By Katie Knowlton
It’s often difficult to review a trade paperback for a series from the middle of its run. It’s hard to jump into the middle of a story with no background on the characters or any real sense of the plot development to that point. Air is definitely a title that suffers from this problem as it attempts to be complex and full of mystery with varying degrees of success. But Flying Machine, volume two of the series, collects issues 6 to 10, and shows that a lot happened in those first six issues.
For instance, the first issue opens with the main protagonist Blythe, a stewardess who is afraid of heights, being shockingly introduced to Ameila Earhart. Yeah, that Ameila Earhart. Turns out Ameila didn’t die on her failed attempt to fly around the world. Rather, she was piloting a ship controlled hyperpraxically, essentially with her mind. In the world of the comic, a device exists that allows certain people (predominantly women, hence Earhart’s use of it) to control things with their minds, allowing them to, in the case of flight, transport themselves from one location to another. What happened was that Earhart was being tailed by Japanese pilots and lost her concentration, thus sending her to the end of the Earth. When she returned to the modern world, it was the 1980s. Now, she is working with Blythe to help track down the original device from a guy named Zayn, a guy who sometimes turns into a flying dragon thing. Oh, and Blythe also has the inherent ability to use these hyperprax devices.
And that’s all within the first ten pages.
It’s hard to judge this trade independent of the rest of the story, because the trade is so dependent on it. This is a very serial book, and you need to keep on top of it in order to have any understanding of what is going on. I think that’s one of the main problems with Air. It would work really well as a graphic novel, or perhaps a few graphic novels, but a lot of the story needs to be in one volume for the reader to get any sense of real story and to get themselves invested in the characters. If this series ever gets popular enough to warrant one of those deluxe hardcover volumes that collect 20 to 30 issues at a time, that would be the best way to experience this comic.
The other problem that this book progresses at a glacial pace. As you could probably guess from the very long paragraph about Amelia Earhart earlier, there is an insane amount of back-story and exposition. After the five issues collected in Flying Machine, I felt the story had gone almost nowhere. There was some plot movement, but it felt like there should have been a lot more. Again, this ties into Air being a monthly comic with regular trades of five to six issues; it just moves too slow for that kind of format.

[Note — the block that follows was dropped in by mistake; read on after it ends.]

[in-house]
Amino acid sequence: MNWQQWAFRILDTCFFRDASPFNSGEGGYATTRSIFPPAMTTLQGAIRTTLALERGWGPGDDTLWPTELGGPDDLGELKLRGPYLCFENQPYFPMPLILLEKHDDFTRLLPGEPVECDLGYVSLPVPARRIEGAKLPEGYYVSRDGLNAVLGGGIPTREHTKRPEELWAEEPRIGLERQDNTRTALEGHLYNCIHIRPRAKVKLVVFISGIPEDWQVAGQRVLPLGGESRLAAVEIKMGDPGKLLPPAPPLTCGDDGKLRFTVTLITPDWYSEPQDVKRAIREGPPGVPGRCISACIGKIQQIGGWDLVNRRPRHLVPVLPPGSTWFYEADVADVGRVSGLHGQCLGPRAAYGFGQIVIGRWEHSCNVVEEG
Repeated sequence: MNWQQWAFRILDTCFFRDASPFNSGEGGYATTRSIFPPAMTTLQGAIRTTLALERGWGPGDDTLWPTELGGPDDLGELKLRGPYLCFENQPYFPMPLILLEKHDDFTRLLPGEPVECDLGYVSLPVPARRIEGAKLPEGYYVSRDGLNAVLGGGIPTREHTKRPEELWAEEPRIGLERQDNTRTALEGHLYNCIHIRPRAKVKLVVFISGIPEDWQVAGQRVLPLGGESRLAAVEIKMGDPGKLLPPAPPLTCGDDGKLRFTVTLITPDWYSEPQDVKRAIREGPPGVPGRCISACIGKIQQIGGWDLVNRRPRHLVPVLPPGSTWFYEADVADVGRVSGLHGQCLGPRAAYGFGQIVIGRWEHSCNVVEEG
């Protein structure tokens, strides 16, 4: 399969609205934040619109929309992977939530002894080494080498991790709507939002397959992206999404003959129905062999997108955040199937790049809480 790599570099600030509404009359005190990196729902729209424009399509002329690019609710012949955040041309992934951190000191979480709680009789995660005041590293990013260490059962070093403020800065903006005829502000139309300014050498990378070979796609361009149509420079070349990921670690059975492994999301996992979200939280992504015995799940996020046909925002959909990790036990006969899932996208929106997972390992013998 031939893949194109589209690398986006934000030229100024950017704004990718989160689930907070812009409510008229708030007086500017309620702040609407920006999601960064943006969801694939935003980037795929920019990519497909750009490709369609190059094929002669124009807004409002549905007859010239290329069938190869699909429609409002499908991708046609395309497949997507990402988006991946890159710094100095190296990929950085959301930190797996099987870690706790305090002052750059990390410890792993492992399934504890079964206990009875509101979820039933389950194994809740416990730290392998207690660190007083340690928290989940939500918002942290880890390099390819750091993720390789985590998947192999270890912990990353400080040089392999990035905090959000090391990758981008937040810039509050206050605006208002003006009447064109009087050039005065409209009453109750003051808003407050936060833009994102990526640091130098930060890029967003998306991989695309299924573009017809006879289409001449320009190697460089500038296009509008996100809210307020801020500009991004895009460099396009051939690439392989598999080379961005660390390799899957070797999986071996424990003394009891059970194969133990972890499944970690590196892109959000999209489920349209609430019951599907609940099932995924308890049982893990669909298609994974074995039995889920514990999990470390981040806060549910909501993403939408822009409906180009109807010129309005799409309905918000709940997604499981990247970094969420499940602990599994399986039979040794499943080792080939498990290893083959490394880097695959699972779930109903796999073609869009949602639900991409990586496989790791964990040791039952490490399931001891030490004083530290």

That being said, Air has a lot of potential to be great. The story is intriguing, and anyone who loves conspiracy theories, or even TV shows like Lost or FlashForward would probably enjoy Air quite a bit, as long as they didn’t give up on it because of the sluggish pace. There are secret organizations, shape-shifting, time travel, a little action, quite a bit of adventure, and just a hint of romance, because why the hell not? There’s even a country that disappears and reappears depending on whether people believe it exists. And of course, there’s Ameila Earhart.
M.K Perker’s art is serviceable. It’s nothing too fantastic, and definitely nothing that hasn’t been done before. But the story is based around characters and their interactions more so than any action sequences. It’s when those action sequences show up that there are some problems. There is no real sense of urgency when a plane is about to crash, or Blythe is falling from the sky, certainly to her doom. The art is very removed from the situation on the page, and that works for the aforementioned character interactions and scenes with heavy dialogue or exposition, but I think action scenes require a bit more. For this story, because of the pacing problems and long sections without action, the art should be a bit more action-oriented. Perhaps Perker hasn’t done much in the way of that kind of art, but this title would be a great place to practice.
Air has a lot of potential. It could be an outstanding title, but pacing problems, as well as the format in which it is released, keep it from being really great. Not all of that is the fault of the writer, G. Willow Wilson, but a good portion does fall to her. A graphic novel format and a slightly quicker pace would do wonders for this book. But for those interested, Air is published monthly by Vertigo comics, and a trade of the first six issues is out, which I highly recommend reading before picking up Air.